In the current lockdown situation, people with dementia may be particularly affected by social distancing rules, which can leave them more vulnerable to negative effects such as feelings of isolation and stress.
Therefore, it's important these individuals and their carers are well supported in order to ensure they are coping as well as possible.
That's why partners including the University of Manchester, Alzheimer’s Society, Bradford University and Brunel University London have teamed up to issue new guidance for those who are facing isolation and reduced services as the lockdown drags on.
Alistair Burns, professor of old age psychiatry at the University of Manchester, explained people with dementia may become confused, as well as being more likely to have physical illnesses that can make them more vulnerable.
While those with more advanced forms of the disease may have difficulty understanding the need for physical distancing or other steps such as regular hand washing, those with milder forms of the condition may also have a range of concerns that can affect their mental wellbeing.
The group noted that common worries expressed by people affected by dementia include the challenges of maintaining supplies of food and medication, anxiety about hospital admission, lack of confidence, feelings of loss and grief, agitation, and rapid decline in cognitive and functional ability.
Professor Linda Clare of the University of Exeter Medical School, who led the project, said: "Our research tells us that many people living with dementia and carers felt isolated and lonely before COVID-19, and now these feelings will be amplified.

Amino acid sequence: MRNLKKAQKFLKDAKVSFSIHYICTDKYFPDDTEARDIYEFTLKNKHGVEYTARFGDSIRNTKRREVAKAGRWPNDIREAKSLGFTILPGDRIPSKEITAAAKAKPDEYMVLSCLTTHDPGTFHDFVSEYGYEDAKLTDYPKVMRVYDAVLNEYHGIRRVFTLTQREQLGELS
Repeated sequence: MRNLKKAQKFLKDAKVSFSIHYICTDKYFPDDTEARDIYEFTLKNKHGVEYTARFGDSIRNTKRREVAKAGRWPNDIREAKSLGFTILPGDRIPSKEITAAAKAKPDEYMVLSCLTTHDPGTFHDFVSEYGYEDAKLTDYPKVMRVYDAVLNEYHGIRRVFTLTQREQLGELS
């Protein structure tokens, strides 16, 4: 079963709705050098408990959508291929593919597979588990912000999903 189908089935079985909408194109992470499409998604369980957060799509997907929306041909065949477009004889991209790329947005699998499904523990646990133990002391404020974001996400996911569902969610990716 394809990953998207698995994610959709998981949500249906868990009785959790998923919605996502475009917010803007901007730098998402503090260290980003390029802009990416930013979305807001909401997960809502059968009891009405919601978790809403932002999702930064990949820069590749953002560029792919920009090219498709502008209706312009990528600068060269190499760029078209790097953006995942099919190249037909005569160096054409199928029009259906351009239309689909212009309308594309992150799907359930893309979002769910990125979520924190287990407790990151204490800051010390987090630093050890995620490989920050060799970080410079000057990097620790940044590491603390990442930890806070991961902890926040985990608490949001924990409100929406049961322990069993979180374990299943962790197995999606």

"They can feel overwhelmed by the volume of generic advice and guidance available, and may be unsure how to select information that is relevant to them and their families and what information to trust."
The guidance will seek to address this in the form of a new leaflet that contains five simple tips, which have been developed using the latest research and with the input of people affected by dementia. It is set to be distributed across Greater Manchester via the Adult Social Care team and Dementia United, as well as being available online.
It offers practical self-help tips, as well as sources of support, on five key points. These are:
- Staying safe and well
- Staying connected
- Keeping a sense of purpose
- Staying active
- Staying positive
Friends and relatives of those affected are being urged to print the leaflet and give a physical copy to those who do not have access to the internet.
The guidance also seeks to offer advice to the carers of dementia patients, who may also be particularly worried during the lockdown period. Many find it difficult to explain the current restrictions to a person with dementia and worry about their safety and wellbeing, the researchers noted.
Prof Burns said: "During this crisis, the carers of people with dementia can feel particularly isolated and so support for them and their families is also essential."